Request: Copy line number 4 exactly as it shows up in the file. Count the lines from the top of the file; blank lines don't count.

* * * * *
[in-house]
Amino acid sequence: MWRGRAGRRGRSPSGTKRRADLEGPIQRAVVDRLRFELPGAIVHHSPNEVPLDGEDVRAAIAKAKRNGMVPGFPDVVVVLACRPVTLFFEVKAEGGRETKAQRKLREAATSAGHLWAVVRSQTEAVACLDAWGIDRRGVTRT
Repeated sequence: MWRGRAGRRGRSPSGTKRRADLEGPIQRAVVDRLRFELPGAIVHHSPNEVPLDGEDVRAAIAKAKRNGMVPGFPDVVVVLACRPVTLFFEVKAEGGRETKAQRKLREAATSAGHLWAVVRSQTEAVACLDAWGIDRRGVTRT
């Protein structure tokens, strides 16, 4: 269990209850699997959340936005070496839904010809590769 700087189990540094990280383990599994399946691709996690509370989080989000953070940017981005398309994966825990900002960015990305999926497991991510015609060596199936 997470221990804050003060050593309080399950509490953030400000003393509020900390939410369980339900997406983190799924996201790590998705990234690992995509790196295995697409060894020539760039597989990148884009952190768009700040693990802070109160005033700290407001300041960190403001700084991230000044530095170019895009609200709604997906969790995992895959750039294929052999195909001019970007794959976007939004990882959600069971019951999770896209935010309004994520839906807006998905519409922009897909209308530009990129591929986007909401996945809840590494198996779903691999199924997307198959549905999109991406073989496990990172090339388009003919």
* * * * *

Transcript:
């Protein structure tokens, strides 16, 4: 269990209850699997959340936005070496839904010809590769 700087189990540094990280383990599994399946691709996690509370989080989000953070940017981005398309994966825990900002960015990305999926497991991510015609060596199936 997470221990804050003060050593309080399950509490953030400000003393509020900390939410369980339900997406983190799924996201790590998705990234690992995509790196295995697409060894020539760039597989990148884009952190768009700040693990802070109160005033700290407001300041960190403001700084991230000044530095170019895009609200709604997906969790995992895959750039294929052999195909001019970007794959976007939004990882959600069971019951999770896209935010309004994520839906807006998905519409922009897909209308530009990129591929986007909401996945809840590494198996779903691999199924997307198959549905999109991406073989496990990172090339388009003919």